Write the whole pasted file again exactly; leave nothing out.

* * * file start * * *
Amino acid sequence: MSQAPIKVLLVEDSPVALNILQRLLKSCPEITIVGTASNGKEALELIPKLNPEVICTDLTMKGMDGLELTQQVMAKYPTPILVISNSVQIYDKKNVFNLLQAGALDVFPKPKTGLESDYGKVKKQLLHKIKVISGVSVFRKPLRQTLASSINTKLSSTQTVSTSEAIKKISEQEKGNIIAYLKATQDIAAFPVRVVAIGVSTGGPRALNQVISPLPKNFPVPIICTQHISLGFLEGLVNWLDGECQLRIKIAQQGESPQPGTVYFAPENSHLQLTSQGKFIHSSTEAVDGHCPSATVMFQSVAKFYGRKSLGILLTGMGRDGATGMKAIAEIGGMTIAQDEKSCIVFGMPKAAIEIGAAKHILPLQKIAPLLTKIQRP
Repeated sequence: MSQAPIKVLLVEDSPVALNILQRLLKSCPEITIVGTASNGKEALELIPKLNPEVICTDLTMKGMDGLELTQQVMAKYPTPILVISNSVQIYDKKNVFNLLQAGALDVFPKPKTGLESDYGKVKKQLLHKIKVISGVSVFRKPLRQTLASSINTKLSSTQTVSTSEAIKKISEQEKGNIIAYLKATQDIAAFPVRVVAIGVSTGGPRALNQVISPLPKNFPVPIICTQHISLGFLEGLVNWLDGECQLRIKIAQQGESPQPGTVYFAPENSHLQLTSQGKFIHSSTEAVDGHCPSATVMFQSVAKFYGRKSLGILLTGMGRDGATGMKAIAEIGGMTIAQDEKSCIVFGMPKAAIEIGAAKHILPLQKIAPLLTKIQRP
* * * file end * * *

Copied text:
Amino acid sequence: MSQAPIKVLLVEDSPVALNILQRLLKSCPEITIVGTASNGKEALELIPKLNPEVICTDLTMKGMDGLELTQQVMAKYPTPILVISNSVQIYDKKNVFNLLQAGALDVFPKPKTGLESDYGKVKKQLLHKIKVISGVSVFRKPLRQTLASSINTKLSSTQTVSTSEAIKKISEQEKGNIIAYLKATQDIAAFPVRVVAIGVSTGGPRALNQVISPLPKNFPVPIICTQHISLGFLEGLVNWLDGECQLRIKIAQQGESPQPGTVYFAPENSHLQLTSQGKFIHSSTEAVDGHCPSATVMFQSVAKFYGRKSLGILLTGMGRDGATGMKAIAEIGGMTIAQDEKSCIVFGMPKAAIEIGAAKHILPLQKIAPLLTKIQRP
Repeated sequence: MSQAPIKVLLVEDSPVALNILQRLLKSCPEITIVGTASNGKEALELIPKLNPEVICTDLTMKGMDGLELTQQVMAKYPTPILVISNSVQIYDKKNVFNLLQAGALDVFPKPKTGLESDYGKVKKQLLHKIKVISGVSVFRKPLRQTLASSINTKLSSTQTVSTSEAIKKISEQEKGNIIAYLKATQDIAAFPVRVVAIGVSTGGPRALNQVISPLPKNFPVPIICTQHISLGFLEGLVNWLDGECQLRIKIAQQGESPQPGTVYFAPENSHLQLTSQGKFIHSSTEAVDGHCPSATVMFQSVAKFYGRKSLGILLTGMGRDGATGMKAIAEIGGMTIAQDEKSCIVFGMPKAAIEIGAAKHILPLQKIAPLLTKIQRP